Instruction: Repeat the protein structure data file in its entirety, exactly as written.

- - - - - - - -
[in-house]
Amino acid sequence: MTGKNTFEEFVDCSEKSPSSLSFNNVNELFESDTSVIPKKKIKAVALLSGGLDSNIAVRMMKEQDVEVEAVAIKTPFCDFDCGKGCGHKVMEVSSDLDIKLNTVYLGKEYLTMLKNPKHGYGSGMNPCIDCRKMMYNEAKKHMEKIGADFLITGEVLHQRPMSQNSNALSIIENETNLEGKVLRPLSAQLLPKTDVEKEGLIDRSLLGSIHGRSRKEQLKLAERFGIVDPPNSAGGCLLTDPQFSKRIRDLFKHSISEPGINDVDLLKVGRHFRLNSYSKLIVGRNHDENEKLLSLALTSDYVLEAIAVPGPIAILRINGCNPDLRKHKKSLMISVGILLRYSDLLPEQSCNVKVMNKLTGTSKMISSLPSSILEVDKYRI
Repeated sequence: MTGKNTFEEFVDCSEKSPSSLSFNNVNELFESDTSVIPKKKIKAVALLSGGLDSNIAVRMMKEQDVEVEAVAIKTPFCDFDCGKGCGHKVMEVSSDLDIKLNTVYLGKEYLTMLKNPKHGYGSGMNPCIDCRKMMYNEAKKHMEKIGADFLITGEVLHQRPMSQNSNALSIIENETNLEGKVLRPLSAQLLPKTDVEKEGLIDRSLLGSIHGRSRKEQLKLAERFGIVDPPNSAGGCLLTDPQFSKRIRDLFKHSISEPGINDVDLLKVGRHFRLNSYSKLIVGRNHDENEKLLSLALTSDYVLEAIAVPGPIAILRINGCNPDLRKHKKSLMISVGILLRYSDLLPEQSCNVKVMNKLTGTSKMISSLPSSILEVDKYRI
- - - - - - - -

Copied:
[in-house]
Amino acid sequence: MTGKNTFEEFVDCSEKSPSSLSFNNVNELFESDTSVIPKKKIKAVALLSGGLDSNIAVRMMKEQDVEVEAVAIKTPFCDFDCGKGCGHKVMEVSSDLDIKLNTVYLGKEYLTMLKNPKHGYGSGMNPCIDCRKMMYNEAKKHMEKIGADFLITGEVLHQRPMSQNSNALSIIENETNLEGKVLRPLSAQLLPKTDVEKEGLIDRSLLGSIHGRSRKEQLKLAERFGIVDPPNSAGGCLLTDPQFSKRIRDLFKHSISEPGINDVDLLKVGRHFRLNSYSKLIVGRNHDENEKLLSLALTSDYVLEAIAVPGPIAILRINGCNPDLRKHKKSLMISVGILLRYSDLLPEQSCNVKVMNKLTGTSKMISSLPSSILEVDKYRI
Repeated sequence: MTGKNTFEEFVDCSEKSPSSLSFNNVNELFESDTSVIPKKKIKAVALLSGGLDSNIAVRMMKEQDVEVEAVAIKTPFCDFDCGKGCGHKVMEVSSDLDIKLNTVYLGKEYLTMLKNPKHGYGSGMNPCIDCRKMMYNEAKKHMEKIGADFLITGEVLHQRPMSQNSNALSIIENETNLEGKVLRPLSAQLLPKTDVEKEGLIDRSLLGSIHGRSRKEQLKLAERFGIVDPPNSAGGCLLTDPQFSKRIRDLFKHSISEPGINDVDLLKVGRHFRLNSYSKLIVGRNHDENEKLLSLALTSDYVLEAIAVPGPIAILRINGCNPDLRKHKKSLMISVGILLRYSDLLPEQSCNVKVMNKLTGTSKMISSLPSSILEVDKYRI